In honor of Breastfeeding Week I decided to share the very moment I came and we nursed for the first time (without assistance). 🙂 Apparently after being in the hospital for 5 days and hooked to an IV for a long time it caused my nipples to invert. Which never really was an issue before. So once “KickBack” was born and I was ready to nurse him, I noticed my nipple wouldn’t come out. The nurses attempted to give me a nipple soft shell. But that didn’t really work so then I tried the nipple shield and that was VERY helpful. I used that for about 2 months and had several back ups. However just before nursing him I would try my “own nipple” first or wait until it came out then I would take the shield off and allow him to nurse; just so I could get him to latch on to me and get use to my nipple. This was such an amazing journey I cant wait to share more with you guys about my experience. But I will save that for African-American Breastfeeding Week ♥
These are the Medela soft shell
Medela Nipple Shield
**Please read my newest post on Back To Work
Over the years workplaces (even daycares and churches) have taken the actions to set up a breastfeeding or mother-friendly workplaces. Fortunately, I have my own office, so nursing my son at work or even pumping at work wasn’t an issue. But I know several moms that have an issue of not having space to pump or not given the time to pump at work. Thanks to World Alliance for Breastfeeding Action (WABA) for promoting mommies to work and breastfeed. I thought what a perfect time to share my story about not necessarily breastfeeding at work but being a working mom, pumping and nursing. Breastfeeding doesn’t have to stop when you return back to work. However, it does require A LOT of work and consistency! Especially, if you are a new mom, you already have no idea what you’re doing no matter how many books you’ve read or classes you took. New moms are adjusting to a new baby, a new lifestyle, new changes in their significant other, new changes within themselves, working, maintaining a home, etc. That’s just to name a few. So I figured I would give some tips on how I managed all of this; particularly pertaining to pumping at work.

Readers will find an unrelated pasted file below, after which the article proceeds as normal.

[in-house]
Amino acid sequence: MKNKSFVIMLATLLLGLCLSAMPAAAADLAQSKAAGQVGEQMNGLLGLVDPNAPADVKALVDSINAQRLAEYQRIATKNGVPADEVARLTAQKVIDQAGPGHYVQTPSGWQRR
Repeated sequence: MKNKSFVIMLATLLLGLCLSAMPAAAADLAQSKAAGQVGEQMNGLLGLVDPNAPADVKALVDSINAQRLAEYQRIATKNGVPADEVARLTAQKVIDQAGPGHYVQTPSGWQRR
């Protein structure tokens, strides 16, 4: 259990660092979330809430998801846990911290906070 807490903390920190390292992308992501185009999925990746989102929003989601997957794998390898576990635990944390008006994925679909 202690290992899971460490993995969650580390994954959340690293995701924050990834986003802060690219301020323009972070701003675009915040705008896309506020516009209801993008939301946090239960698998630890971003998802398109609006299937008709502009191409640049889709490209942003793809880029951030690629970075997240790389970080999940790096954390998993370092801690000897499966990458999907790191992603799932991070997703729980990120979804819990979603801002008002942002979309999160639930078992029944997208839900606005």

My Pumping Schedule:
- Nurse baby before daycare
- First Session- Pump around 8:30/9 a.m.
- Second Session- Pump around 12/12:30 p.m.
- Third Session- Pump around 3/3:30 p.m. OR nurse as soon as you pick up baby from daycare.
**Please keep in mind this schedule will change due to your baby’s age and diet. You won’t always get the same amount of milk each time if your baby is a little older and nursing less. Oh! Please don’t forget to create a little sign that lets others now you are pumping. You don’t want to be interrupted.**
What Helps With Getting MORE Milk?
- Fenugreek Vitamins
- Take 3 tablets/per meal =9-12 tablets a day Take until your milk increases then stop your intake until you need it again.
- Eat more calories
- Picture of baby- Yup! A picture of your baby will help your milk flow, especially if you are in a relaxed setting. Nursing or even pumping while tensed causes slow milk flow and low production.
Pump & Store Successfully:
I used Medela products and loved it. I didn’t use their storage bags because it was too expensive and I didn’t get much for my price. Although, I used medela bottles for pumping “KickBack” never drunk out of them (he hated the nipples). It didn’t mimic mine at all.
This is my exact Medela pumping kit. Very pricey but it includes a separate bag to store your milk in with a little ice cooler. With this your milk stays cool for up to 12 hours. I often put my bottle or bags in this cooler and placed the whole cooler in the refrigerator at work.
Purchasing the Medela Easy Expression Bustier Bra is a MUST. You can either buy one or cut two tiny holes in a tight sports bra. Regardless you must have it. It allows you to get work done and multi-task!
You can either put your milk in the bottle or these bags. Be sure to LABEL them. Tip: lay flat when storing them in the freezer.
Quick way to clean your pumping material at work
- Burp Cloth
- Breastfeeding wipes
- Nursing Pads
Below is more information and resources provided by WABA